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Harris was inside DNC on Jan. 6 when pipe bomb was discovered outside

Then-Vice President-elect Kamala Harris was inside Democratic National Committee headquarters on Jan. 6, 2021, when a pipe bomb was discovered outside the building, according to four people familiar with her movements that day.

Capitol Police began investigating the pipe bomb at 1:07 p.m., according to an official Capitol Police timeline of events obtained by POLITICO. The timeline says that Capitol Police and the Secret Service evacuated an unnamed “protectee” at approximately 1:14 p.m, seven minutes later. The four people, among them a White House official and a former law enforcement official, confirmed that Harris was the Secret Service protectee identified in the timeline, which has circulated on Capitol Hill.

Harris’ presence inside the building while a bomb was right outside raises sobering questions about her security that day. It also raises the chilling prospect that the riots could have been far more destructive than they already were, with the incoming vice president’s life directly endangered. Federal law enforcement officials have faced harsh criticism for failing to anticipate the chaotic scene around the Electoral College certification one year ago, despite receiving a host of warnings about possible chaos.

The DNC bomb threat was neutralized at 4:36 p.m., according to the timeline. Another pipe bomb discovered at the RNC was neutralized at 3:33 p.m. No suspects have been arrested so far in relation to the bombs.

The FBI has described both bombs as “viable” and said they “could have been detonated, resulting in serious injury or death.” Authorities say both bombs were placed by a single suspect the night before the Capitol attack. The RNC bomb was placed in an alley behind the building, and the DNC bomb was placed near a park bench. The FBI recently issued a new call for help seeking the suspected pipe bomber, who was captured on video in the vicinity of the DNC and RNC buildings.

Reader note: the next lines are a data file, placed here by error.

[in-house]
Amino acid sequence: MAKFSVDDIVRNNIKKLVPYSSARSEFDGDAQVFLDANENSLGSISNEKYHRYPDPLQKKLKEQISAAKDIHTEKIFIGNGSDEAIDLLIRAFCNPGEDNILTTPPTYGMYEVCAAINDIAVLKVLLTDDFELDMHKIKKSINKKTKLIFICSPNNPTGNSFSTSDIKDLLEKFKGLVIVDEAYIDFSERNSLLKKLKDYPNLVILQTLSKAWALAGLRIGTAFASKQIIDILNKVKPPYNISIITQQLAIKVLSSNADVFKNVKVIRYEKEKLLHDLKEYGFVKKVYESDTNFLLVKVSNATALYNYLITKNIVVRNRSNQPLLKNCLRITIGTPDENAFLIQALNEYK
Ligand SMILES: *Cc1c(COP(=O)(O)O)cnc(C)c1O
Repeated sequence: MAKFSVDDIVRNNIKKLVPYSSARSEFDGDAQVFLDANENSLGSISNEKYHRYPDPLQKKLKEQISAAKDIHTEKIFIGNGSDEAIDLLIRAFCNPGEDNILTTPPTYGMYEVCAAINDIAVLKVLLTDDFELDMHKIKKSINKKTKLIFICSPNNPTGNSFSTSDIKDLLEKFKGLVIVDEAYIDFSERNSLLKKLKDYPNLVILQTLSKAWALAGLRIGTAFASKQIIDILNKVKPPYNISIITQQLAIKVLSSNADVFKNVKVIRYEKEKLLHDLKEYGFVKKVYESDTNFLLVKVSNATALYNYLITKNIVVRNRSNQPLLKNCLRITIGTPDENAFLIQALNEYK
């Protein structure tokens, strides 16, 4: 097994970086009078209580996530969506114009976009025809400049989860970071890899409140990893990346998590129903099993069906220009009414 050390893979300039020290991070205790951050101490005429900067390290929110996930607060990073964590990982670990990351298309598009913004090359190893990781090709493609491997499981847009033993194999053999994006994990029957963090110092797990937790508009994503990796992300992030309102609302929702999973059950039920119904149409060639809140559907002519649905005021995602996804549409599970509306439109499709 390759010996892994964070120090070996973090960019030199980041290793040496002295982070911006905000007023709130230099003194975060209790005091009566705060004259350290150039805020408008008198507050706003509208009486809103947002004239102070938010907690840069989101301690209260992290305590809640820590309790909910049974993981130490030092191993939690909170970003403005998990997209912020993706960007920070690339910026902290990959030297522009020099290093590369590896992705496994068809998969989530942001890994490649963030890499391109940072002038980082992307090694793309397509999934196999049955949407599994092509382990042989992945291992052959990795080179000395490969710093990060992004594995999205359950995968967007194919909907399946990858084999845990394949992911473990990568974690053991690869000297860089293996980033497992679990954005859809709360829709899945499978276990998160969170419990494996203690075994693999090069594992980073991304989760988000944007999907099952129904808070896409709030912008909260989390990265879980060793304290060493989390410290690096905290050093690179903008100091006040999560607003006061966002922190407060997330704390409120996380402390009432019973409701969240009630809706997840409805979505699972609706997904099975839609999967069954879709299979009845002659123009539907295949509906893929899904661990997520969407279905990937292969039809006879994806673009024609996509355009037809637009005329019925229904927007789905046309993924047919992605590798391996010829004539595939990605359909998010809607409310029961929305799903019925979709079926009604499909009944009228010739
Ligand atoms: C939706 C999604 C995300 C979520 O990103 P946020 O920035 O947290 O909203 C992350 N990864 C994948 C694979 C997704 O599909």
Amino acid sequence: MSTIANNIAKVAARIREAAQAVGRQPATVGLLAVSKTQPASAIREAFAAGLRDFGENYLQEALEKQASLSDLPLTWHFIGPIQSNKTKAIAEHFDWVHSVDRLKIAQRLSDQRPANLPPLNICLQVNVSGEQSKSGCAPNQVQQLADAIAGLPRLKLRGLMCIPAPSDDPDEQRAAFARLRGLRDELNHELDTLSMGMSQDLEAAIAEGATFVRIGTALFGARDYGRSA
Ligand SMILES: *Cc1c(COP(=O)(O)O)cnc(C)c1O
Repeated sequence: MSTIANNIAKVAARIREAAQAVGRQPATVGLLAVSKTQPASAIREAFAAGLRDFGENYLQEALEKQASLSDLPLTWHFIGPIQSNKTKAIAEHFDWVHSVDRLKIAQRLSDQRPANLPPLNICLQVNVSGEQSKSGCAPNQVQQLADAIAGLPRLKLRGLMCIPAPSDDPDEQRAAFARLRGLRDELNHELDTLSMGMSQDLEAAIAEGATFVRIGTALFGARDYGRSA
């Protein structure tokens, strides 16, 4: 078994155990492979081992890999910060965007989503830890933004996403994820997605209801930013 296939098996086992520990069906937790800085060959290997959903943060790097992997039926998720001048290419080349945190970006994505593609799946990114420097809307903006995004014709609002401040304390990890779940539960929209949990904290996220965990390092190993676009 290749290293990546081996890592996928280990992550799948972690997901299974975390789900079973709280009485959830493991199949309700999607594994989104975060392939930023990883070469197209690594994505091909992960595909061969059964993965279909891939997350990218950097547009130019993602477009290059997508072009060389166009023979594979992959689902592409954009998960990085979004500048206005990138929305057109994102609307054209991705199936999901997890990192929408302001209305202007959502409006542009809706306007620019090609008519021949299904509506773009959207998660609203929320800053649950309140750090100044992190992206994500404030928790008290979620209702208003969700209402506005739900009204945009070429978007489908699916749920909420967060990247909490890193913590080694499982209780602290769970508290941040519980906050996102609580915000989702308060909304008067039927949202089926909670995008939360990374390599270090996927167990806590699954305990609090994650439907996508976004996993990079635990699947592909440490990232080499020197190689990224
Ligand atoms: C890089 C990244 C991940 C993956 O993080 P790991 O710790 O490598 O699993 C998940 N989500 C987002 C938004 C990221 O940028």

Harris’ DNC evacuation on Jan. 6, as authorities raced to respond to the bomb threat, has not been previously reported. She occasionally used party headquarters to conduct nongovernment business as the vice presidential nominee and later in advance of the Jan. 20, 2021, inauguration — a standard practice for elected officials in both parties. Aides had previously declined to reveal her location during the attack, citing security reasons.

Harris alluded to her absence from the Capitol during the breach as she delivered televised remarks Thursday, though she was cryptic about her location.

“I had left, but my thoughts immediately turned not only to my colleagues, but to my staff who had been forced to seek refuge in our office, converting filing cabinets into barricades,” she said.

The discovery of the pipe bombs was a crucial driver of the chaos on Jan. 6. Law enforcement leaders say it diverted a large number of already-outnumbered officers just as a mob of Donald Trump supporters was breaking through barriers at the Capitol and preparing to force their way inside. More than 140 officers were injured in the mayhem, and more than 725 members of the mob have been arrested over the past year, facing charges that range from assaulting police, conspiring to obstruct Congress and parading unlawfully on Capitol grounds.

Before Thursday’s anniversary, Harris had said little about her movements during the siege. In news reports shortly afterward, she described being at the Capitol complex for an intelligence briefing in the morning and then leaving for something previously planned. She didn’t return to the Capitol until the riot had ended and the joint session of Congress resumed.

Uncertainty about Harris’ whereabouts as a mob breached the Capitol building briefly bubbled up in a handful of criminal cases connected to the Jan. 6 insurrection. In dozens of indictments, the Justice Department had erroneously described Harris as being present inside the Capitol during the attack, and only recently discovered the error. DOJ has since issued numerous superseding indictments to correct the mistake.

Nicholas Wu contributed to this report.

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